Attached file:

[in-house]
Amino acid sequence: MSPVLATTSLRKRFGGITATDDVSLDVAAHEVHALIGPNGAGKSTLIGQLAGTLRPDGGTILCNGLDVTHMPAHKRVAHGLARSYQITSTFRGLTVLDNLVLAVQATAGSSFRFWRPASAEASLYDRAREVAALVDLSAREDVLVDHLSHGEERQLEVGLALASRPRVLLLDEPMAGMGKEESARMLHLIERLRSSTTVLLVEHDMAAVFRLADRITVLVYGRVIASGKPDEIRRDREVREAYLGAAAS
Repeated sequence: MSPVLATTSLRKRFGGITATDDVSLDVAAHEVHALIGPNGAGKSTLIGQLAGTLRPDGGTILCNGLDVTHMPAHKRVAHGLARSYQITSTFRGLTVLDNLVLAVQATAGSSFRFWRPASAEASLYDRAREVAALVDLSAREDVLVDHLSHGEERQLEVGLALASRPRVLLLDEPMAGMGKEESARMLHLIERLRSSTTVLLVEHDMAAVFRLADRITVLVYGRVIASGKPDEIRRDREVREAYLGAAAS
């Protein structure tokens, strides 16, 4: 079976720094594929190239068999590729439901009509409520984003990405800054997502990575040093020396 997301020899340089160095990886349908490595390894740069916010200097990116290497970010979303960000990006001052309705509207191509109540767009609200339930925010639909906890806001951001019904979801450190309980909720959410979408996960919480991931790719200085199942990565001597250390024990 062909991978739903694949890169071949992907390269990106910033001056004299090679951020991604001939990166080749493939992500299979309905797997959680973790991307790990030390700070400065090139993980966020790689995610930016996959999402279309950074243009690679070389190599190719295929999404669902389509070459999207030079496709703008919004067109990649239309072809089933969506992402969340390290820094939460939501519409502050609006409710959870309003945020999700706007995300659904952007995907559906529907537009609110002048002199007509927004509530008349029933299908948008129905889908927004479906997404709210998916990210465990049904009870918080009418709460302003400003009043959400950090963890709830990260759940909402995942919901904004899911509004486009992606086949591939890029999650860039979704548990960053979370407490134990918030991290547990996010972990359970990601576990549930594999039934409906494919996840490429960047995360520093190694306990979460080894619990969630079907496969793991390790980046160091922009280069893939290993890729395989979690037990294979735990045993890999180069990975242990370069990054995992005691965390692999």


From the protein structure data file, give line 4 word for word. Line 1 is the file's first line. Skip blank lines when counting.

């Protein structure tokens, strides 16, 4: 079976720094594929190239068999590729439901009509409520984003990405800054997502990575040093020396 997301020899340089160095990886349908490595390894740069916010200097990116290497970010979303960000990006001052309705509207191509109540767009609200339930925010639909906890806001951001019904979801450190309980909720959410979408996960919480991931790719200085199942990565001597250390024990 062909991978739903694949890169071949992907390269990106910033001056004299090679951020991604001939990166080749493939992500299979309905797997959680973790991307790990030390700070400065090139993980966020790689995610930016996959999402279309950074243009690679070389190599190719295929999404669902389509070459999207030079496709703008919004067109990649239309072809089933969506992402969340390290820094939460939501519409502050609006409710959870309003945020999700706007995300659904952007995907559906529907537009609110002048002199007509927004509530008349029933299908948008129905889908927004479906997404709210998916990210465990049904009870918080009418709460302003400003009043959400950090963890709830990260759940909402995942919901904004899911509004486009992606086949591939890029999650860039979704548990960053979370407490134990918030991290547990996010972990359970990601576990549930594999039934409906494919996840490429960047995360520093190694306990979460080894619990969630079907496969793991390790980046160091922009280069893939290993890729395989979690037990294979735990045993890999180069990975242990370069990054995992005691965390692999």